Boater’s Guide: Choosing the Right Fuel Treatment to Combat Water in the Fuel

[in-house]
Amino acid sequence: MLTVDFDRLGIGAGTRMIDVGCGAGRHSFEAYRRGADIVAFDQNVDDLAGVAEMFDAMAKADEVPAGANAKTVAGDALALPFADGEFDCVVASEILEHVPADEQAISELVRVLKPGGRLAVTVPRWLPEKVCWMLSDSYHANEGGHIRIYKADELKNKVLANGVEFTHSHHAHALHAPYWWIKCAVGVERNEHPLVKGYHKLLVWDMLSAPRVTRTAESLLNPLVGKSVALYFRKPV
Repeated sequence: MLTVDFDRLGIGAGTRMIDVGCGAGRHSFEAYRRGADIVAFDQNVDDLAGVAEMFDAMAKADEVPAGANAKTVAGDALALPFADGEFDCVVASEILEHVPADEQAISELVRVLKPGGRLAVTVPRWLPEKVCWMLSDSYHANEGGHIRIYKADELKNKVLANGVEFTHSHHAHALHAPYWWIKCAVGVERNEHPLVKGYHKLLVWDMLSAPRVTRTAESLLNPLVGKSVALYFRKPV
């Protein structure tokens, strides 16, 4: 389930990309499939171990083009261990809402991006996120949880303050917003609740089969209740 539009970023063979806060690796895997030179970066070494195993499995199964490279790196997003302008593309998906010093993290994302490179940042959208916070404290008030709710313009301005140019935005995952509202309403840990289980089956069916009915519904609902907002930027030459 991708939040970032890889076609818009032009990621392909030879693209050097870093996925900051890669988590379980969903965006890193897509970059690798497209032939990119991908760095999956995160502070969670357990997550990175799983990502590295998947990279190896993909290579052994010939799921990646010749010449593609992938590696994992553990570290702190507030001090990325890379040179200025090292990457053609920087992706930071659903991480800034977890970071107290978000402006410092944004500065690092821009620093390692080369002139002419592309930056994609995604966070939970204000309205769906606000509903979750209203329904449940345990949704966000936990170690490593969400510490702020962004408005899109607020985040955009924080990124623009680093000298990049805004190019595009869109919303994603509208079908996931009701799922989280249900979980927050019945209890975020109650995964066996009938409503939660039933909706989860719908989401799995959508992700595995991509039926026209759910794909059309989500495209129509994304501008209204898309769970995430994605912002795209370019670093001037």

Boating is a big part of enjoying time with friends and family. Whether you are an experienced or novice boater, nothing is more disappointing than a fuel-related mechanical problem that can ruin your entire day. This is especially true given the amount of planning and preparation that can go into a typical day on the water.With the amount of time a boat spends in the water, there is bound to be some water intrusion into the fuel system. After all, while boat hulls are designed for use on the water, their engines and fuel systems are not. Water in the fuel can lead to a variety of troublesome mechanical issues, as well as actual damage. If you have a hard starting engine, acceleration hesitation, engine sputtering, uneven idle, or poor fuel economy, there is a good chance that you are having a problem with some abnormal concentration of water in your fuel. The Common Fuel Used in Boats – E10 Before we talk about the damage water can cause in the fuel system and how to prevent it, let’s start off with a discussion of the fuel itself. Most major outboard motor manufacturers approve the use of E10 fuel in their engines. E10, also known as gasohol, is blended with 10% ethanol and 90% gasoline. It is the common fuel found in most gas stations and fuel docks in the United States. Ethanol-free gasoline (E0) exists, however, it is only offered at limited locations around the country. Although E0 is the best option for boats, E10 is still the dominant fuel used in boats due to its widespread availability. E15, on the other hand, is an ethanol-gasoline blend that contains up to 15% ethanol. It may be priced lower than E10, but it is not approved for use in boat engines. E85, also called flex fuel, is a high ethanol-gasoline blend intended for specially designed engines only. It mostly contains 51% to 83% ethanol in the U.S., but the percentage could vary depending on the geographical location. Why is Ethanol Added to Fuel? Ethanol, also called ethyl alcohol, is a combustible liquid mainly derived from corn, sugar cane, or other cellulose feedstock. Ethanol is added to gasoline to meet the requirement of the U.S. Renewable Fuel Standard. It acts as an “oxygenator” to allow gasoline to burn more efficiently, thereby reducing greenhouse gas emissions. Ethanol also provides a higher octane rating, which helps to prevent engine knocking. How Does Ethanol Lead to Water in Fuel? The problem with ethanol in fuel is that it is hygroscopic — which means it absorbs water. Therefore, using an ethanol-blended fuel, such as E10, contributes to water absorption in the fuel tank far beyond what would occur with ethanol-free fuel. But how does water get in? The most common way is from build-up of condensation resulting from temperature differences throughout the day. This is especially prevalent during the summer months and in high humidity environments. As warm air inside the fuel tank cools down throughout the night, the moisture in the air condenses into water, forming droplets on the inner wall of the fuel tank. These droplets then accumulate and eventually “sweat” down into the fuel. This process repeats day after day. The more fuel tank surface is exposed, the more droplets can be formed and sweat into the fuel. Once the fuel is saturated with water, ethanol attaches to the water and separates itself from the fuel, leading to a phenomenon known as “phase separation.” The result is two distinct layers in the fuel tank: an upper “gasoline” layer and a lower “ethanol-water” layer. Problems with Phase Separation Engine damage: The upper gasoline layer will be depleted of ethanol resulting in reduced octane. This makes it less combustible and can cause engine knocking, pinging, or even loss of power. Even worse, if the lower ethanol-water layer is picked up by the fuel pump and gets sent to the engine, it can cause catastrophic engine failure because an engine simply will not run on a mixture of ethanol with water. Corrosion: The lower phase, separated ethanol-water layer will be cloudy and highly corrosive. It can cause rust and corrosion inside the fuel tank and form loose metal oxide particles. These particles can then clog up lines, fuel filters, fuel pumps, or even create damage to your fuel injectors if the particles manage to pass through the fuel filters. Microbial contamination: In boats, fuel often sits in the fuel tank for months during winter season. When your boat is at rest, the stagnant ethanol-water layer creates a perfect breeding ground for bacteria and fungi. This microbial infestation not only produces acids that further promote corrosion, but it also causes sludge and slime build-up inside the fuel tank. Should I Use a Fuel Treatment to “Reverse Phase Separation” or “Remove Water”? Despite claims from some aftermarket fuel treatment products to “reverse phase separation” or “remove water,” it is technically not recommended. The reason is that these products usually contain emulsifiers or demulsifiers that come with lots of drawbacks. Emulsifiers attempt to keep water in the fuel as a homogenous solution. The thought is that these microscale water particles can then pass through the fuel system and get burned inside the combustion chamber. Although this method may potentially reduce some of the stagnant water from the fuel tank, water is now passing through the fuel filter and water separator, bringing along any slime or sludge, gushing down the injectors as hot steam, causing corrosion, and affecting the spray pattern. Many emulsifiers also contain alcohol meant to dissipate the water — which can lead to additional water absorption. Demulsifiers work by facilitating the separation of water from the fuel so it may then be drained mechanically. This indeed promotes phase separation, which can further lead to stagnant water formation, bacteria growth, and corrosion in the fuel tank if water is not promptly removed. The treated fuel is also not suitable for use due to lower octane levels. In fact, no chemical agent or fuel additive can be added to ethanol-blended gasoline, in a reasonable quantity, to completely prevent phase separation or recombine a phase-separated gasoline. You can minimize water intrusion with good fuel management practices and look for a comprehensive fuel treatment that protects against the harmful effects of water in fuel. The Best Practice If you experience the symptoms mentioned above and suspect that you are having problems with water in fuel, begin by checking your fuel tank. If there is water present, empty and clean your fuel tank. Fill it up with fresh, high-quality fuel up to 95% capacity. This minimizes air space and moisture contact inside the tank, but still leaves room for fuel to expand. Install a quality fuel/water separator, then add a multi-functional, alcohol-free, emulsifier-free aftermarket fuel treatment – for example, Techron® Protection Plus Marine Fuel System Treatment. Its alcohol-free formulation does not contribute to water absorption. In exhaustive testing, Techron Marine with corrosion inhibitors was proven to provide maximum corrosion protection in both fresh and salt water. To maintain your fuel system in a healthy condition and optimize engine performance throughout the boating season, it is recommended to add Techron Marine with every fill-up. It cleans carbon deposits, dissolves gum and varnish buildup, and helps prevent new deposit formation. If you’re storing the boat for the winter, using Techron Marine can stabilize fuel for up to two years, giving you confidence and peace of mind. Choosing the right fuel treatment can help you mitigate harm from phase separation, corrosion, and fuel degradation. Good fuel management practices — together with regular use of a high-quality aftermarket fuel system cleaner like Techron Marine — will enable you to enjoy worry-free boating year after year.